At 4:18am on January 9, 2009, Arshad said…
Thanks for welcome. I am feeling very great to come amongst so rational, enlightened and scientific minded people. Certainly here is lot to share and lot to learn. I have collected your writings and enriching my mind by reading them. You are right to say people like me from underdeveloped and especially Muslim environment are living in "difficult" time. Here is a sea of ignorance, superstition, irrationality, fanaticism... and above all when religion becomes politicized, then, it turn into a monster.. a direct threat to human civilization process...

To be atheist in developed countries is look like a playful intellectual matter.... but to be atheist in economically, socially, and mentally retarded society...is a uphill task.. dare to live among the blinds.. those simply refuse to listen any rational.logic and objective point of view... State, law and society also there to protect and supporting them... Anyway, I believe that the power of science is so great that nobody and no nation how behind is in the process of knowledge, can ultimately afford to refuse to accept the science..and its technological miracles.

I salute to the Western thinkers who have given light to all human beings. The whole literature and whole knowledge is coming from West...It has been a question.. how Western mind became curious, logical, pluralistic, and why so called "South" Third world remained intellectually primitive minded... While before few hundred years, Western nations were also in the same conditions..

I will certainly join the groups recommended by you and participate int the discussions..

You are contributing a great to rational thinking.
At 11:26am on January 8, 2009, marie said…
Thanks for the welcome. I'll be sure to check out your group - sharp commentary is such a welcome change on the internet. :)
At 10:24am on January 8, 2009, Brent said…
Thanks for the welcome. The "Origins" forum sounds nice. I also have an interest in archaeology and anthropology (primarily of the origins of religion). I enjoy some of the literature from the end of the Nineteenth Century and early Twentieth, such as JG Frazer's Golden Bough and Grant Allen's The Evolution of the Idea of God, despite some of their dated terminology. On a side note, I'm sure you've seen the news concerning the Third Century Roman battle site near Hanover.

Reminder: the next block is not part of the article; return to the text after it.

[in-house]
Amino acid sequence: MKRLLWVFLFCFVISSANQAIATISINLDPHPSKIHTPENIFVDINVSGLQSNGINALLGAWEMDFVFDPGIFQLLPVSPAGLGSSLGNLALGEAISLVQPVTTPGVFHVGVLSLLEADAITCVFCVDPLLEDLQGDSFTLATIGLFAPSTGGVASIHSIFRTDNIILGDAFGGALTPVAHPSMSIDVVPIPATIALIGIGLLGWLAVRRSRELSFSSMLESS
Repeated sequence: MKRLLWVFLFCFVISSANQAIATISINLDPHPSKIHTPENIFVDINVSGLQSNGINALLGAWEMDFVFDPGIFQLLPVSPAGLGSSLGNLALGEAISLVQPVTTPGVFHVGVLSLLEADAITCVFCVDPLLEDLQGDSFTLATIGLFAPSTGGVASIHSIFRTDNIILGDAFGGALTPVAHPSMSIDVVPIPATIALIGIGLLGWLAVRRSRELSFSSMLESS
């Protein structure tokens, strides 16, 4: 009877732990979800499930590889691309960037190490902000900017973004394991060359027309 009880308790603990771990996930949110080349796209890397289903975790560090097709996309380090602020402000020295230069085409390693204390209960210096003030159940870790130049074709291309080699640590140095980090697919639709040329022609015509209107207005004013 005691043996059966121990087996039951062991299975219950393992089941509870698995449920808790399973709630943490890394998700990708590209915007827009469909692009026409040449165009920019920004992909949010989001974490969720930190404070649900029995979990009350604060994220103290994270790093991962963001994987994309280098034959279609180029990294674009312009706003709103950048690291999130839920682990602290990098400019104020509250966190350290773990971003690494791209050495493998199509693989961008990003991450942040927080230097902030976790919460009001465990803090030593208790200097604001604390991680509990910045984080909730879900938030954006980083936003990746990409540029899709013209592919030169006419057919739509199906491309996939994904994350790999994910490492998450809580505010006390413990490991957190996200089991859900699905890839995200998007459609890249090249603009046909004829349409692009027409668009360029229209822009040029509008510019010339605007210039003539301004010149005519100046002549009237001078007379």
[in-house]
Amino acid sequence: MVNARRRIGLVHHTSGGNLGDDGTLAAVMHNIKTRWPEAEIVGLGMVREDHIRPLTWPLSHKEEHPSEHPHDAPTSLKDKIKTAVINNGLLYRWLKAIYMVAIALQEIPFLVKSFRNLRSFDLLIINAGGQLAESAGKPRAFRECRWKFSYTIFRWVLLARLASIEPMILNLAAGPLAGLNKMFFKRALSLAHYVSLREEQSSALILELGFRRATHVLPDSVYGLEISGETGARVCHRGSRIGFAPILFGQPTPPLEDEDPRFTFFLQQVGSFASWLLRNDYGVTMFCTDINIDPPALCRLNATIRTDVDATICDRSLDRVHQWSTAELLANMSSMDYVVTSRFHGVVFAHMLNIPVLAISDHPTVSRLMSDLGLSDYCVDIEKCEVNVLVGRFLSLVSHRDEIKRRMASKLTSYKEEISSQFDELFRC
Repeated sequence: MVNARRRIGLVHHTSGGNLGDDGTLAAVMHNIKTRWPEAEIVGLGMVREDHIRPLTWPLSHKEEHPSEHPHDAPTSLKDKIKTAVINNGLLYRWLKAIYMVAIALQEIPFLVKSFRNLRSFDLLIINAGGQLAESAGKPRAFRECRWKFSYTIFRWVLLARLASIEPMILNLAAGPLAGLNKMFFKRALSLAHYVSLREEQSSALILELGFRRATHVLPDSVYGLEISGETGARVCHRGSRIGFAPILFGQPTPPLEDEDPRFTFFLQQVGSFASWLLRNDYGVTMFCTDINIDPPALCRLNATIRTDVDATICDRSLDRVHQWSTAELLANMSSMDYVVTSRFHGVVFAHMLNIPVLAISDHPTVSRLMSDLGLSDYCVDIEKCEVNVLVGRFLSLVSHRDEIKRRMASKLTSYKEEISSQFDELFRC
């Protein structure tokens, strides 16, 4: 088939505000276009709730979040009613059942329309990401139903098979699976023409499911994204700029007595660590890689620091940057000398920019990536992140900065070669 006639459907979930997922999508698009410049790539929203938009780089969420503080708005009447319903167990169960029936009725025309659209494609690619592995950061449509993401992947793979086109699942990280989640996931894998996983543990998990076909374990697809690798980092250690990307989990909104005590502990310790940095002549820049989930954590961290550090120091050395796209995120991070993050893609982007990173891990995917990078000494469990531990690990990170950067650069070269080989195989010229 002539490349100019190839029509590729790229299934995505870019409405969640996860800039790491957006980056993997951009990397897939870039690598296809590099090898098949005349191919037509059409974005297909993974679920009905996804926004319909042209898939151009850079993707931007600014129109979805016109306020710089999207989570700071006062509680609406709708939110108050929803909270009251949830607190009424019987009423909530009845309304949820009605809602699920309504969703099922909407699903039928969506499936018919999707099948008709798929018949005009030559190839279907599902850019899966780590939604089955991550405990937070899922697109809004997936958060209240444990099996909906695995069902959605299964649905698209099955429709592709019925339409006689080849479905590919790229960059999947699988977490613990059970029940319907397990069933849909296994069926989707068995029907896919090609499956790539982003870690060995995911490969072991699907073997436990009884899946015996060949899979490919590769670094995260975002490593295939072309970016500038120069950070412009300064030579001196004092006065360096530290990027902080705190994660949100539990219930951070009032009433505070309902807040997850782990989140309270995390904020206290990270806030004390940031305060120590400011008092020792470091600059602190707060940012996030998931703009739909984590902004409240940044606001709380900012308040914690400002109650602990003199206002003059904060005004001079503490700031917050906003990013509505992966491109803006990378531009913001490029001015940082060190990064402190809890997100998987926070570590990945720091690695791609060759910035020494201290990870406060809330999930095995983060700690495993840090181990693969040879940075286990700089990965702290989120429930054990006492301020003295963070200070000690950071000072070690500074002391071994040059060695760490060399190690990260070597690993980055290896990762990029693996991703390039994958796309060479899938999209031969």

At 6:17am on January 8, 2009, Offreality said…
Thanks for the welcome....looks like these posts are worth a read or two...exciting to see what this young forum holds...
At 9:26pm on January 7, 2009, Svetoslav said…
Thank you for the welcome Dr. Meaden. I have never been believer in any god or supernatural force and I have been fortunate enough to be surrounded by "infidels" throughout my life. AN is another place that I will feel comfortable to discuss my worldviews.
At 1:01pm on January 7, 2009, Keith Cantrell said…
Thank you, Dr. Meaden. I just may do that. Being a Christian for 35 years gave me a pretty good idea how they think. Nothing they do surprises me anymore.

Hope there are many meaningful discussion here!

Keith
At 4:00pm on January 6, 2009, Richard Kenyon said…
Thanks for the pointer I am only just getting going on this site, so much to explore. I hope to contribute soon and look forward to learning from others.
At 3:20pm on January 6, 2009, Library Grape said…
thanks! glad to be here. will definitely get involved.
At 2:32pm on January 6, 2009, Shoe said…
Neat! I'll take a look.

The dig I might volunteer for is studying Hemphillian and Blancan fauna in central Mexico.

My only experience digging thus far was an undergraduate class in which we excavated the ruins of a local church that was slightly older than my Mazda. It was fun, though. And there was speculation that there was a Middle Woodlands village on the site underneath. We did find some evidence to support that, including an object I uncovered that my professor thought might have been part of a medicine bundle.
At 11:02am on January 6, 2009, Vanessa said…
Thank you for the welcome! I've already join Origins and I'm looking forward to chat with you in the future!
At 9:34am on January 6, 2009, Shoe said…
Thanks for the welcome:)

I see you're an archaeologist. That's cool. What have you worked on? I have an amateur interest in archaeology. I might be volunteering at a dig in Mexico this summer. I would just be doing manual labor, which is fine by me.